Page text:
Richard Grenell, the gay man who’s Donald Trump’s ambassador to Germany, is saying that Pete Buttigieg’s criticism of Mike Pence’s anti-LGBTQ record is a “hate hoax” comparable to the hate crime allegedly staged by actor Jussie Smollett.
“Mayor Pete has been pushing this hate hoax along the lines of Jussie Smollett for a very long time now, several weeks,” Grenell said Thursday on Fox News Channel’s The Story With Martha MacCallum.
Buttigieg, the mayor of South Bend, Ind., who is seeking the Democratic presidential nomination, has been vocal about the anti-LGBTQ stances of the vice president, who was previously governor of Indiana.
In an interview with CNN in February, Buttigieg, who is gay, called Pence a “fanatic” who “damaged our city and our state through choices that his social extremism led him to make.” Buttigieg was mayor when Pence, in 2015, signed Indiana’s Religious Freedom Restoration Act into law; it was widely seen as enabling discrimination against LGBTQ people and was eventually amended after outrage from activists and business leaders.
Then at a Victory Fund brunch this month, Buttigieg said his marriage to his husband, Chasten, has moved him closer to God, and that if Pence has a problem with Buttigieg being gay, “your quarrel, sir, is with my creator.”
Pence responded that when he was governor, he had a cordial relationship with Buttigieg, and both the vice president and his wife, Karen — who teaches at a Christian school with anti-LGBTQ policies — criticized Buttigieg’s remarks as political posturing. “He said some things that are critical of my Christian faith and of me personally,” Mike Pence said in a CNBC interview. “He knows better. He knows me.”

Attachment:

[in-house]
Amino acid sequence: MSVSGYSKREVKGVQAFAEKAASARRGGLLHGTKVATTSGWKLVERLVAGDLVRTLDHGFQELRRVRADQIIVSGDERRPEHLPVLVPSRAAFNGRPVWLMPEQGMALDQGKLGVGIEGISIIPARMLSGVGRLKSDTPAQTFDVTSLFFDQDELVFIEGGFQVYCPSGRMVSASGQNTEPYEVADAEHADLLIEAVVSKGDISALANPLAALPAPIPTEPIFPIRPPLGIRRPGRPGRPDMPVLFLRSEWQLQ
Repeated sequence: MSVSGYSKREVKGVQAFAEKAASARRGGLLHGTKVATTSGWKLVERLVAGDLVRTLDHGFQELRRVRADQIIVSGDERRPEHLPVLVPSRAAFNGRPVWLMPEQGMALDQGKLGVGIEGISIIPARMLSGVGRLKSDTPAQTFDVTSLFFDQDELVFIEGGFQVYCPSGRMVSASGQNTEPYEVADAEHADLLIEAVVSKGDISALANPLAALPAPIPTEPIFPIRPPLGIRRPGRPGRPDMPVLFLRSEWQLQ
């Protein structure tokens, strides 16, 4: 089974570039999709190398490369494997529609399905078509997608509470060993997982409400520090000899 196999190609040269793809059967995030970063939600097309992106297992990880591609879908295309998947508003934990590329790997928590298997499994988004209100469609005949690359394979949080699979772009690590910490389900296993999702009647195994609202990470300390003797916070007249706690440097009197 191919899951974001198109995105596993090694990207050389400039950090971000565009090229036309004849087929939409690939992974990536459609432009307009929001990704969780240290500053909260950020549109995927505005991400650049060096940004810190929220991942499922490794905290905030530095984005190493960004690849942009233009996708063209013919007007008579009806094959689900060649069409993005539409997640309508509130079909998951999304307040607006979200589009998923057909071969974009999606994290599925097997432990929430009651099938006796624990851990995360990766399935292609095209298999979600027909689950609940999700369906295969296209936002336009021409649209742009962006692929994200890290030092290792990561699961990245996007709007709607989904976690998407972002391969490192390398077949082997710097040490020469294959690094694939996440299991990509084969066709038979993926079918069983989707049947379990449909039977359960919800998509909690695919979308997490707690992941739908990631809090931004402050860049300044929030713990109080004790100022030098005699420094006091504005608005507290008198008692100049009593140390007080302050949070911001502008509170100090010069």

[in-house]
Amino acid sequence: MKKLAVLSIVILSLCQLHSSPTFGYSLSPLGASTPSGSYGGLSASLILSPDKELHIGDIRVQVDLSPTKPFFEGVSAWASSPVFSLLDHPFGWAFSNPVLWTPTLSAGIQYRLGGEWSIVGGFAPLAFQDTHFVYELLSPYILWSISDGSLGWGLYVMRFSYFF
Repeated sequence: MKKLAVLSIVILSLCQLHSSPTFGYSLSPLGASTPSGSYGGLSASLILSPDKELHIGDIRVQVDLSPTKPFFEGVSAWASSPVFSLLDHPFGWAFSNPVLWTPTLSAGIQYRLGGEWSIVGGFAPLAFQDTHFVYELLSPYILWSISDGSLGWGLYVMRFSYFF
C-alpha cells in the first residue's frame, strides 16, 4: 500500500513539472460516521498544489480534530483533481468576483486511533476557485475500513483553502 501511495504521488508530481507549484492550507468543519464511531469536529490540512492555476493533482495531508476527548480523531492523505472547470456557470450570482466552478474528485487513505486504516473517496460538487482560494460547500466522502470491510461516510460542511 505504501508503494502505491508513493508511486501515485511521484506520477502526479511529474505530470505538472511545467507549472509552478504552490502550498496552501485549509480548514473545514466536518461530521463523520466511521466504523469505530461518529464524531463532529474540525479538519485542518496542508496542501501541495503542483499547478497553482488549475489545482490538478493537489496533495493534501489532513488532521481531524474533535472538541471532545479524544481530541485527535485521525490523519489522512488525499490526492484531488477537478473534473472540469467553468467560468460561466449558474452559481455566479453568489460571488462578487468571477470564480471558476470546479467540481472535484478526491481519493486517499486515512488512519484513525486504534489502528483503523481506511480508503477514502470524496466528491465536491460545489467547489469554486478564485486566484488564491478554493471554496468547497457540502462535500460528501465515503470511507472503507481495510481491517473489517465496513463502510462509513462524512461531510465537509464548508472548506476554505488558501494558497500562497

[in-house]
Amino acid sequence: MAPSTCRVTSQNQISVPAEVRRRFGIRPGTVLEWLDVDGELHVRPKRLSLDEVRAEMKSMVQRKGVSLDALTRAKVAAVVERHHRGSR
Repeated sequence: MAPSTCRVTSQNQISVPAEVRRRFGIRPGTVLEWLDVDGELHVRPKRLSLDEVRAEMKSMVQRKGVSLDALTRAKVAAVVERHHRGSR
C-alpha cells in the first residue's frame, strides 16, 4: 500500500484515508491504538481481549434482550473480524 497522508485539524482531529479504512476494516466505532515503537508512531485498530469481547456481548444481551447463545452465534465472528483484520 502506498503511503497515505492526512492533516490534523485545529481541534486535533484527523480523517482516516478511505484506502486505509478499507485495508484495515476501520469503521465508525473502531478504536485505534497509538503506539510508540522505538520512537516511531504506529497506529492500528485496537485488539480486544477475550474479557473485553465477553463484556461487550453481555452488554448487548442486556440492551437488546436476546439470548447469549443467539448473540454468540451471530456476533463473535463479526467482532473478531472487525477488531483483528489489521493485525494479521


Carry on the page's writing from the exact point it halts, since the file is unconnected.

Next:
On the Fox News show, Grenell said, “The vice president or then governor has said nothing but positive things about Mayor Pete. I think this is a total hate hoax, and I think it’s outrageous.”
However, in likening Buttigieg’s remarks to the Smollett attack, Grenell ignores Pence’s deeply anti-LGBTQ record. Smollett, a gay Black man, was accused of filing a false police report regarding a hate-motivated attack he said he suffered in Chicago in January; charges against him have been dropped, but the city of Chicago is suing him because of overtime police incurred in the investigation. While the Smollett incident remains disputed, Pence’s record is indisputable.
Pence consistently opposed LGBTQ rights as Indiana governor and before that as a congressman from the state. He supported both state and federal constitutional amendments to ban same-sex marriage. He opposed LGBTQ-inclusive hate-crimes legislation and antidiscrimination protections, and objected to the repeal of “don’t ask, don’t tell.” Also, he once said funds to fight HIV should be directed to programs that help people change their behavior, something that has been interpreted as an endorsement of conversion therapy, although Pence has said that is not the case. And many political observers say that as vice president, he has been the driving force behind the Trump administration’s anti-LGBTQ policies.
Grenell, however, says he has a good relationship with Mike and Karen Pence. “Mike and Karen are great people, they’re godly people, they’re followers of Christ,” he said on McCallum’s show. “They don’t have hate in their heart for anyone. They know my partner, they have accepted us. You asked me do we agree philosophically on every single issue? No.”